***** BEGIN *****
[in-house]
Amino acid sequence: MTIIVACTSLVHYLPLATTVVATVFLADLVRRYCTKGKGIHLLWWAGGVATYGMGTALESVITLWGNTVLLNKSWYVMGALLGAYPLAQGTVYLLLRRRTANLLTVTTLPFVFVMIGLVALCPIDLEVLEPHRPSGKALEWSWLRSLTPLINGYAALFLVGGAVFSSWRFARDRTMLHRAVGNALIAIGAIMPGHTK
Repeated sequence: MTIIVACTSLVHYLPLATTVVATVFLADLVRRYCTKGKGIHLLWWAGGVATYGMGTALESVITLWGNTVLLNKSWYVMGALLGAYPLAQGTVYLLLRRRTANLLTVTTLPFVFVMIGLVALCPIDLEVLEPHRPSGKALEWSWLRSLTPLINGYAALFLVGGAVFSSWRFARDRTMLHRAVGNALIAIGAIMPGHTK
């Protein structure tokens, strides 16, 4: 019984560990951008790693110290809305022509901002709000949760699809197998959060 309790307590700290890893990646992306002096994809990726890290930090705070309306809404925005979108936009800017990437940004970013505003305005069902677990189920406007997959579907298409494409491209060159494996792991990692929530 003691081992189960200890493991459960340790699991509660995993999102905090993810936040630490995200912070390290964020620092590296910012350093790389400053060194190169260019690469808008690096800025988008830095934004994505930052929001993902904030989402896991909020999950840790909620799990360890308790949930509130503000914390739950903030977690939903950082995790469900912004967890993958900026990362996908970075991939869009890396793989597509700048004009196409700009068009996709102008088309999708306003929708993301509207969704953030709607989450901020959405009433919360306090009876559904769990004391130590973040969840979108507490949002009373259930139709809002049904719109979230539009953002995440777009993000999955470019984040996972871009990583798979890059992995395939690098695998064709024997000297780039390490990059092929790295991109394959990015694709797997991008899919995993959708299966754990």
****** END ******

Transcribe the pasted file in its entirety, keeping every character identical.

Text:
[in-house]
Amino acid sequence: MTIIVACTSLVHYLPLATTVVATVFLADLVRRYCTKGKGIHLLWWAGGVATYGMGTALESVITLWGNTVLLNKSWYVMGALLGAYPLAQGTVYLLLRRRTANLLTVTTLPFVFVMIGLVALCPIDLEVLEPHRPSGKALEWSWLRSLTPLINGYAALFLVGGAVFSSWRFARDRTMLHRAVGNALIAIGAIMPGHTK
Repeated sequence: MTIIVACTSLVHYLPLATTVVATVFLADLVRRYCTKGKGIHLLWWAGGVATYGMGTALESVITLWGNTVLLNKSWYVMGALLGAYPLAQGTVYLLLRRRTANLLTVTTLPFVFVMIGLVALCPIDLEVLEPHRPSGKALEWSWLRSLTPLINGYAALFLVGGAVFSSWRFARDRTMLHRAVGNALIAIGAIMPGHTK
């Protein structure tokens, strides 16, 4: 019984560990951008790693110290809305022509901002709000949760699809197998959060 309790307590700290890893990646992306002096994809990726890290930090705070309306809404925005979108936009800017990437940004970013505003305005069902677990189920406007997959579907298409494409491209060159494996792991990692929530 003691081992189960200890493991459960340790699991509660995993999102905090993810936040630490995200912070390290964020620092590296910012350093790389400053060194190169260019690469808008690096800025988008830095934004994505930052929001993902904030989402896991909020999950840790909620799990360890308790949930509130503000914390739950903030977690939903950082995790469900912004967890993958900026990362996908970075991939869009890396793989597509700048004009196409700009068009996709102008088309999708306003929708993301509207969704953030709607989450901020959405009433919360306090009876559904769990004391130590973040969840979108507490949002009373259930139709809002049904719109979230539009953002995440777009993000999955470019984040996972871009990583798979890059992995395939690098695998064709024997000297780039390490990059092929790295991109394959990015694709797997991008899919995993959708299966754990």